I found an old 1970s file containing notes about non-fiction writing, which would include articles, columns and reports. Some of these I remember as editors’ comments on original submissions when I was writing a regular newspaper column, others were from a non-fiction writing course I took, some were lessons I learned on my own, and some I picked up from reading and observing. I hope you find them useful.

             Get to the point right away. Nobody is going to read four or five paragraphs to find out what the piece is all about.

              Be sure that anything that doesn’t relate to the main theme actually adds something; otherwise leave it out. Conversely, be sure you don’t leave out important points that would enhance your readers’ understanding of the main theme. Remember that what’s obvious to you may not be obvious to your readers.

              Your readers need to be convinced that you know what you’re talking about and that there’s something new to them in your piece, be it material, insight, experience, or a different angle. So be sure that each topic is developed fully with adequate examples, arguments, reasons and illustrations. On the other hand, don’t weigh down your piece with more of these than your readers need to understand your points. One compelling argument is more powerful than five weak observations.

              Keep asking yourself what the piece is about and then make sure that what you write is consistent with the answer.

              Don’t ramble. Move in an orderly, logical, non-confusing way from your opening to your close.

              You can never go wrong by answering Kipling’s “six honest serving men.” They are: who, what, where, why, how, and when? Then take it one step further by answering the sceptical reader’s, “so what?”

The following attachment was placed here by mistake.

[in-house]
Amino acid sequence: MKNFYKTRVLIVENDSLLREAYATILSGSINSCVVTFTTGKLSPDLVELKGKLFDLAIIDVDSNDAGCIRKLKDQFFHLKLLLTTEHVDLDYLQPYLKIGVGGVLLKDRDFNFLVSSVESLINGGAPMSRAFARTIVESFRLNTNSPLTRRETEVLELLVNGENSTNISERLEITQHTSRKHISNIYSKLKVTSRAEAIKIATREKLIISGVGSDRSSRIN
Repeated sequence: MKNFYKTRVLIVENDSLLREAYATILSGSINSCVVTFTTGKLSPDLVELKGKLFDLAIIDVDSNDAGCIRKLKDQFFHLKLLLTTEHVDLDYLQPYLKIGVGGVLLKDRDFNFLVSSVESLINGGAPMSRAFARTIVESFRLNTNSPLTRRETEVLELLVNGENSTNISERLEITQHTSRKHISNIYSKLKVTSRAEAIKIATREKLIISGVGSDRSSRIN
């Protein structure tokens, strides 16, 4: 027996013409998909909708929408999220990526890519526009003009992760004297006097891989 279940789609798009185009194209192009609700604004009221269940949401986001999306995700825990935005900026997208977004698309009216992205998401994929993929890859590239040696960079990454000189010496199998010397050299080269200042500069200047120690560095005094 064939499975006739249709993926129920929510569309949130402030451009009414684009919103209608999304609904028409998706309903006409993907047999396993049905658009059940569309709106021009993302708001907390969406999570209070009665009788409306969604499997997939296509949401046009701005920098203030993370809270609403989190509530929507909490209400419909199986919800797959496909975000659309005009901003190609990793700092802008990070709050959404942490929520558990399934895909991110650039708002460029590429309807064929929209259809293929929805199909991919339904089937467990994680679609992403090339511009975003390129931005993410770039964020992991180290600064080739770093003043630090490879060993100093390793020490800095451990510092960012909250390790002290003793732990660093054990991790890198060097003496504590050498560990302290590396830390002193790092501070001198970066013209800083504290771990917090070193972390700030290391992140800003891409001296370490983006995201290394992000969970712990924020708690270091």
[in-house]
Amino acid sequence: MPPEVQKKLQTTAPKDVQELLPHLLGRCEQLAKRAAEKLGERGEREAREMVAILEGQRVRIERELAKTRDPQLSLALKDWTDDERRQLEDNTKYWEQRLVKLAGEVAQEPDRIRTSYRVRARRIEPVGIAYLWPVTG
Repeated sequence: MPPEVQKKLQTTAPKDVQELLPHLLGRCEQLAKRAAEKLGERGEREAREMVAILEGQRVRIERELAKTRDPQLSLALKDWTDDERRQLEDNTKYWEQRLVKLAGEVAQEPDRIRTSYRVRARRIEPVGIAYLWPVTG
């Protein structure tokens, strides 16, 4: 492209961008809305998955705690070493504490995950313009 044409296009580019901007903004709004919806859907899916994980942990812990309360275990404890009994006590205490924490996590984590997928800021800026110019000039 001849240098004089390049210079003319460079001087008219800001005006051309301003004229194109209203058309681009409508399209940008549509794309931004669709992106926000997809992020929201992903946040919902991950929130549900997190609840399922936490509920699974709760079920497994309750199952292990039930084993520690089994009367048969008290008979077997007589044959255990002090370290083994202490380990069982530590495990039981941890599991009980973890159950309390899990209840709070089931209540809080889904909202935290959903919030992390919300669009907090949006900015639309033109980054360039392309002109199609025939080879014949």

Use simple language. If you need to employ technical terms, buzz words and jargon, you must define them.

               The active voice is almost always better than the passive voice.

               As a general rule short sentences are better than long sentences; but it’s important to vary the length of your sentences and to never have one that’s too long. Keeping verbs as close as possible to nouns will help.

               Be sure there’s some variety in the opening words of your sentences and paragraphs; be particularly careful not to use “I” too often.

               Each paragraph should deal with only one topic. As with sentences, paragraphs should vary in length and never be too long. Every now and then a one-sentence paragraph can be effectively used for emphasis.

                Make your words human rather than institutional. For example:

                      “Further notification will follow in due course” should be replaced with “I’ll keep you up to date”

                          Replace “give consideration to” with “consider”

                          Just say “during” rather than “during the course of”

                           Replace “in the event that” with “if”